The new comedy, Don Jon follows a  man who is addicted to porn, and his new girlfriend who is obsessed with romantic movies.

The main actor playing Don Jon, Gordon Joseph-Levitt, who also wrote and produced the movie, puts a comedic spin on objectification and the idealistic relationship in our society.

Image courtesy of photostock /

Image courtesy of photostock /

In the movie, Don Jon objectifies everything in his life including women, his car and his looks. He has a picture perfect image of who he should be and lives his life continually body building and having one night stands. Yet, he still prefers pornography over the real thing, and struggles to quit watching porn, even after pursuing a relationship with Scarlett Johansson’s character, Barbara, who he refers to as “a dime” on his personal scale rating (based on looks alone).

Interestingly, it is not only Don Jon objectifying Barbara, but also her objectifying him as she does not really try to get to know him as a person. Barbara is focused on having a fantasy relationship, like the relationships she sees in romantic movies. She confuses the idealistic relationship with reality, causing trouble in her relationship with Don Jon.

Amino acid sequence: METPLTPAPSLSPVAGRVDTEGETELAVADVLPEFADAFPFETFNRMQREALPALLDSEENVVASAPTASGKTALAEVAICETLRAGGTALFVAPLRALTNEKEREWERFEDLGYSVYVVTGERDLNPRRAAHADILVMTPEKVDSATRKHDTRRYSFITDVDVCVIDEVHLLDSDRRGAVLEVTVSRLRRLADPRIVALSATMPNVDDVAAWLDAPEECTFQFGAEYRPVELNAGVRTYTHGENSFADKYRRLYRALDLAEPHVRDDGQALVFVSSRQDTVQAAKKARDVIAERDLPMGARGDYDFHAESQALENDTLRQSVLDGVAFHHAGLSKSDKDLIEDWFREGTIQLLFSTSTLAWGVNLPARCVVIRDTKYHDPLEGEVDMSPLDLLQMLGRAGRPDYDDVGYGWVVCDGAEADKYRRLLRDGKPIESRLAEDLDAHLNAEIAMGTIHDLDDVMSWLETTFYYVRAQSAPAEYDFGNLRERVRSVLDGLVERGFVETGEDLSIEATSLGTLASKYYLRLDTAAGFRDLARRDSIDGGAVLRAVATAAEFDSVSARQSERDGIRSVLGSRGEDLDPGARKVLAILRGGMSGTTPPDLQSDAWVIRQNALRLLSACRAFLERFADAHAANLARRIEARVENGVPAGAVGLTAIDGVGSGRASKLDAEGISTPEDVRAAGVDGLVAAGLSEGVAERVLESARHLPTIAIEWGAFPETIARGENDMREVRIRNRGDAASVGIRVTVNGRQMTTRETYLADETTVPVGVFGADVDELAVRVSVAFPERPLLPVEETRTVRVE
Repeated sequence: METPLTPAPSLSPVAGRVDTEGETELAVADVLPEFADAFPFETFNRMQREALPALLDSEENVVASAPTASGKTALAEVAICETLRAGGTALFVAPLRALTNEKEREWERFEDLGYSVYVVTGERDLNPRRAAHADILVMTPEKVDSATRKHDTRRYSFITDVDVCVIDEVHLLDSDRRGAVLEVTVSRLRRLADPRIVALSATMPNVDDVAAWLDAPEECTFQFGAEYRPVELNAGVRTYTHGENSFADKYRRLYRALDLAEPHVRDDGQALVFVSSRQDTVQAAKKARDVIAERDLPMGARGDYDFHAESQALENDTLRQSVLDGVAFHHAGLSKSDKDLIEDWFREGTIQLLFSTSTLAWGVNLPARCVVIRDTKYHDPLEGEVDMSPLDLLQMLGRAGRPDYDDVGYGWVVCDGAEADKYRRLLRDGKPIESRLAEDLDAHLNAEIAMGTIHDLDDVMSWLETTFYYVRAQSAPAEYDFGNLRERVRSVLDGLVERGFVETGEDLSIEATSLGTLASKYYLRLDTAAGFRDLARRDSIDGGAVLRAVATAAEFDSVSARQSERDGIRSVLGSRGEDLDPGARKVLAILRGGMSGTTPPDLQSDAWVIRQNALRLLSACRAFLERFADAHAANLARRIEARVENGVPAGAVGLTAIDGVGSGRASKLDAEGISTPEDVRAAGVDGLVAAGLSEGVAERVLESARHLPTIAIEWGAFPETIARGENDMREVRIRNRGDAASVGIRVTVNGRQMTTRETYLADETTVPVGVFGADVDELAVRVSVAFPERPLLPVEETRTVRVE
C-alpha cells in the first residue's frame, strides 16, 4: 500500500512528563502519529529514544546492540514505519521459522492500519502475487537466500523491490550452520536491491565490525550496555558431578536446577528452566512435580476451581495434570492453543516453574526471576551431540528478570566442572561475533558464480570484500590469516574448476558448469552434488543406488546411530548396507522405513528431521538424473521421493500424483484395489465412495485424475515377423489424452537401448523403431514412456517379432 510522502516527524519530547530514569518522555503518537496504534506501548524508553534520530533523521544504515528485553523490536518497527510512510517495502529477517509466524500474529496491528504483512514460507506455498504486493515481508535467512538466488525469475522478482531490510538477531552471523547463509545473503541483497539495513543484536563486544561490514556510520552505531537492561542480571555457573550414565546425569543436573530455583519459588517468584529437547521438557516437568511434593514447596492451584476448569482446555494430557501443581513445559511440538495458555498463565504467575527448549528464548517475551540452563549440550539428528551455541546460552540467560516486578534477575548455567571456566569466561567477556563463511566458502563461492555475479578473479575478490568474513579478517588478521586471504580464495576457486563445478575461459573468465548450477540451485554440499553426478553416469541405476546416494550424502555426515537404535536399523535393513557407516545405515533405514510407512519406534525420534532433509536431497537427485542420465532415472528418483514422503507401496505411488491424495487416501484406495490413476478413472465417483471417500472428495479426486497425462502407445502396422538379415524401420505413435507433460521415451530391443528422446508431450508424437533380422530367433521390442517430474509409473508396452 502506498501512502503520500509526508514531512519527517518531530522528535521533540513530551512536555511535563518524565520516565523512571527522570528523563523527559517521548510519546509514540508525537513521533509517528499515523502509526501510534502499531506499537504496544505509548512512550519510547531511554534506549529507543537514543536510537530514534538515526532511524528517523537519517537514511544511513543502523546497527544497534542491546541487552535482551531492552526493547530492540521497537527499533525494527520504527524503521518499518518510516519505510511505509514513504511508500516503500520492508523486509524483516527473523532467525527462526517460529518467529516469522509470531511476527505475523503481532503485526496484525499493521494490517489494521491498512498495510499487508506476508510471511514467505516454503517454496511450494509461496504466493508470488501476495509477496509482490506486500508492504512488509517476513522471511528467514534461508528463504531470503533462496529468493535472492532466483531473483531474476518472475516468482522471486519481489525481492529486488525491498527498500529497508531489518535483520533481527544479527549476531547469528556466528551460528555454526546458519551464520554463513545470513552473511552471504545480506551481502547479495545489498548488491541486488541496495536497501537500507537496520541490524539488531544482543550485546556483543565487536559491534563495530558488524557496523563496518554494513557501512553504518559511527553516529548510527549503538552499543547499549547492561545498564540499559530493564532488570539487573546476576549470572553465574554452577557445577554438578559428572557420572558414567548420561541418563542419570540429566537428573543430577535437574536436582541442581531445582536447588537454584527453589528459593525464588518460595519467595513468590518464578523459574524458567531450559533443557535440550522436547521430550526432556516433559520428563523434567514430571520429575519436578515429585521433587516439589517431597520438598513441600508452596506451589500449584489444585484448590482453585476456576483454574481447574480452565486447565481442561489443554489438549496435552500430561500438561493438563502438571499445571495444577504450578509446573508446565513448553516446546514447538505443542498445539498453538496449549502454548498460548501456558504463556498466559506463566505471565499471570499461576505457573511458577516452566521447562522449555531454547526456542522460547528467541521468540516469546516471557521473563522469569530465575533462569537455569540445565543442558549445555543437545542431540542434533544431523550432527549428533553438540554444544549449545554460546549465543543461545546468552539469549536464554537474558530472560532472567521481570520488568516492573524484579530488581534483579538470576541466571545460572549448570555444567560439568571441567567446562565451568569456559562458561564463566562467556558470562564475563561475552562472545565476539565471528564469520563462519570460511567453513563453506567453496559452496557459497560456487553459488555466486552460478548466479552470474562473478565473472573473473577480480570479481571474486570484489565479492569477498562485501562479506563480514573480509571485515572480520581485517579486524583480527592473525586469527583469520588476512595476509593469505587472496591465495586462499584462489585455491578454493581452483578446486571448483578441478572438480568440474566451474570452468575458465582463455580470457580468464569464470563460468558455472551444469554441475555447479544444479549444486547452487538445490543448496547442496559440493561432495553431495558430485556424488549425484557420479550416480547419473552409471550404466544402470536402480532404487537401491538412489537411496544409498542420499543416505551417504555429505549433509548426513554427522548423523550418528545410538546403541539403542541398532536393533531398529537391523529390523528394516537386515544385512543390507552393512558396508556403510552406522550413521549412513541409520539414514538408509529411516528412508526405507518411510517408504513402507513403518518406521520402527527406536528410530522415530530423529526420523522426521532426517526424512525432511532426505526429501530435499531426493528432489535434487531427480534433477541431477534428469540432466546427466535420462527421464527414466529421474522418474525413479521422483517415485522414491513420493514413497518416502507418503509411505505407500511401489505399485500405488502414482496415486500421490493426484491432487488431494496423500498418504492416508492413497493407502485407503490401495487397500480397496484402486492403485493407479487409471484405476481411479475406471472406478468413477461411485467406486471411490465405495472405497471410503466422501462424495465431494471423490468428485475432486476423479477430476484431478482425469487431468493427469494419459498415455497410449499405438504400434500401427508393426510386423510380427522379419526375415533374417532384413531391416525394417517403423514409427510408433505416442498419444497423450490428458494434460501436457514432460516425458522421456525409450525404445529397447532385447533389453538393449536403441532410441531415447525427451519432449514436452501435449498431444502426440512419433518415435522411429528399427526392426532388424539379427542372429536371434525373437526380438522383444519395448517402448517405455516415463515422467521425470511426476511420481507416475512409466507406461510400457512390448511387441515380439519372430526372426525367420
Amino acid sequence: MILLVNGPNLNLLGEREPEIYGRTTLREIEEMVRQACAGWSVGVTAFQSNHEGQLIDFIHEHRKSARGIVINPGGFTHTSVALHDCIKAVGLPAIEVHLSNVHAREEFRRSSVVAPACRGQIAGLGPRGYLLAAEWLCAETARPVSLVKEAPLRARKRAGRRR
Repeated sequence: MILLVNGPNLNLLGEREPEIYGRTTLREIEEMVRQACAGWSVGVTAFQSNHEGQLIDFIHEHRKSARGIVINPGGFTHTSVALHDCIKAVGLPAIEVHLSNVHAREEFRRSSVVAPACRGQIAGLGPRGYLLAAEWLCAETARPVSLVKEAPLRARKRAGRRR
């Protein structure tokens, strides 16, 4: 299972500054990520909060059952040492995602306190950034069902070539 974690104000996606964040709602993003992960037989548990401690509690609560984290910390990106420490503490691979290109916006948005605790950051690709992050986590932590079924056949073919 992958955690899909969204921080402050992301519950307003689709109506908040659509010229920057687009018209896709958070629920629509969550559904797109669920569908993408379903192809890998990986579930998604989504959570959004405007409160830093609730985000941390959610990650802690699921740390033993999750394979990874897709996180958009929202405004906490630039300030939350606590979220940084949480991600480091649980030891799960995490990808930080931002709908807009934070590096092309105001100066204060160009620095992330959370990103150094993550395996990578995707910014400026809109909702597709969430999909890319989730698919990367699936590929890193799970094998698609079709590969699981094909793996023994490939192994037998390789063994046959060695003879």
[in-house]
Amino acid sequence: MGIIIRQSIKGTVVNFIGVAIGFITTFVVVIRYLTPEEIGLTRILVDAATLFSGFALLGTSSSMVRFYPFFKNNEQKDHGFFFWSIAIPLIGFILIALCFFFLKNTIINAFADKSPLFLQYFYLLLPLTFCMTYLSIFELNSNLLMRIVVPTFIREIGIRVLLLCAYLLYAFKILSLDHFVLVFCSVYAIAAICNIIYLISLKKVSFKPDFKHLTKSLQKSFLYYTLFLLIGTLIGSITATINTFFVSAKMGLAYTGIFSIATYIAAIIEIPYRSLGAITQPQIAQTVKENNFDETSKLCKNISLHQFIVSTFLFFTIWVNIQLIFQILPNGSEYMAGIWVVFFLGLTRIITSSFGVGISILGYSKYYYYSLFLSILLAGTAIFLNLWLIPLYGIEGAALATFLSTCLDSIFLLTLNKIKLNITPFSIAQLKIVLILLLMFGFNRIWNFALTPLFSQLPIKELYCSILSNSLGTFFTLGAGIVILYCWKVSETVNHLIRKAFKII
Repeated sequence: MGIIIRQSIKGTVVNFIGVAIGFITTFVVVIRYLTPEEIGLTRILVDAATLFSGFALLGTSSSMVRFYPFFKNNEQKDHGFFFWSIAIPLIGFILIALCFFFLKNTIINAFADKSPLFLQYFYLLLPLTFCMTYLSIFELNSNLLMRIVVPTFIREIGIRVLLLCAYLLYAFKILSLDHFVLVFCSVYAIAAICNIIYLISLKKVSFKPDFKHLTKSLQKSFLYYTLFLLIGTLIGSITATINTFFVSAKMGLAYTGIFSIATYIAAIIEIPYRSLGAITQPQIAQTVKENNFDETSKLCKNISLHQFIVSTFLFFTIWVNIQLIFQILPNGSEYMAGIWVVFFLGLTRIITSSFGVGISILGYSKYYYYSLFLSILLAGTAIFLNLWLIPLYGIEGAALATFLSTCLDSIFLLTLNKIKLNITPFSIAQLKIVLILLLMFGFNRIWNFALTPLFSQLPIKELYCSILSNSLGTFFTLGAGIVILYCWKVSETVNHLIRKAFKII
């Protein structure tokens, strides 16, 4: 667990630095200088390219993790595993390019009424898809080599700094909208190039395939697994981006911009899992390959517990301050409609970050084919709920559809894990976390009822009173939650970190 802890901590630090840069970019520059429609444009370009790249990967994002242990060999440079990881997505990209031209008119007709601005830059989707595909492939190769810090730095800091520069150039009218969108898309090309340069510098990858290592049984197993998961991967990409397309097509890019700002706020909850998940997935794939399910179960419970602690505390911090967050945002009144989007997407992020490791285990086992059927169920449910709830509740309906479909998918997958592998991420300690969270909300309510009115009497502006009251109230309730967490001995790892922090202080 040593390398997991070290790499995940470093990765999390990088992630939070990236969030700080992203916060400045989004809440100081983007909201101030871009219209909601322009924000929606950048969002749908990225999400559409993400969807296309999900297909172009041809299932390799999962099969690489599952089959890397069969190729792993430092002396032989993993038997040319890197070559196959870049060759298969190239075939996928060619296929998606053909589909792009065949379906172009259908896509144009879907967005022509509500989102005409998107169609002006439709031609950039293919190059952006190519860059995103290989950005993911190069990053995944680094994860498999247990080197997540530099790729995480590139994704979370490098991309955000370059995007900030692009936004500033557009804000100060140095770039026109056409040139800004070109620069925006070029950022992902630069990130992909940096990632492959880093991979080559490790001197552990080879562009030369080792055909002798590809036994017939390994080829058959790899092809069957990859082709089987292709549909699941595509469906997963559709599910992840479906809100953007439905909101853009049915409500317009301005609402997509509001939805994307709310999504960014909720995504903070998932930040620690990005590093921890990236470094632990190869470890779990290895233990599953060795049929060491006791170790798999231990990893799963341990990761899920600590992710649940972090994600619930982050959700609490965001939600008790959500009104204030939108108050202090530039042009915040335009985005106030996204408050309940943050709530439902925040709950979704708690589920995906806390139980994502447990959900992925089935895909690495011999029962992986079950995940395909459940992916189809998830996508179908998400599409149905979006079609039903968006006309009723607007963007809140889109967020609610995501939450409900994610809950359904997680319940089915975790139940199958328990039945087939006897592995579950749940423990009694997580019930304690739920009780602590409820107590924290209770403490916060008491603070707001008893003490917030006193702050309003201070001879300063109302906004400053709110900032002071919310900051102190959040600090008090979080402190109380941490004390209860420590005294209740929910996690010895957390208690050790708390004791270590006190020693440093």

Even though this movie takes a comedic approach, it underlines a real problem in our society: objectification. Gordon Joseph-Levitt explains in an interview that he chose  Scarlett Johansson as the actress to play Barbara because she endures objectification in her real life. He explains how she is a smart, talented person, but when anyone talks about her, it’s usually focused on her looks.

Objectification can affect how we feel about ourselves, our relationships and how we portray the opposite sex. In our culture, the media plays a large role in causing both men and women to feel they should look and act a certain way. For example, women struggle with body image and continually doll themselves up and some even undergo plastic surgery. Both men and women (especially women) are being objectified in the media. The sexual images of slender, attractive women are all around us in magazines, movies and on television, giving us an unrealistic idea of how women should look.

Objectification of both men and women  may be a problem for a long time, causing us to focus more on looks over personality. Sadly, more and more women feel they need to alter appearances based on the media’s portrayal of what looks sexy or beautiful.

In my opinion, to maintain happy lives with healthy relationships, it’s important to focus on who we, and the people around us, truly are and to never dwell on the flaws because we all have them. Moreover, let’s start viewing our flaws as a positive because, after all, they are what make us unique, too.

Overall, the movie is a clever way to engage audiences and start a conversation about objectification and how media shapes our perceptions. It will make you laugh, but can also be a real eye-opener.

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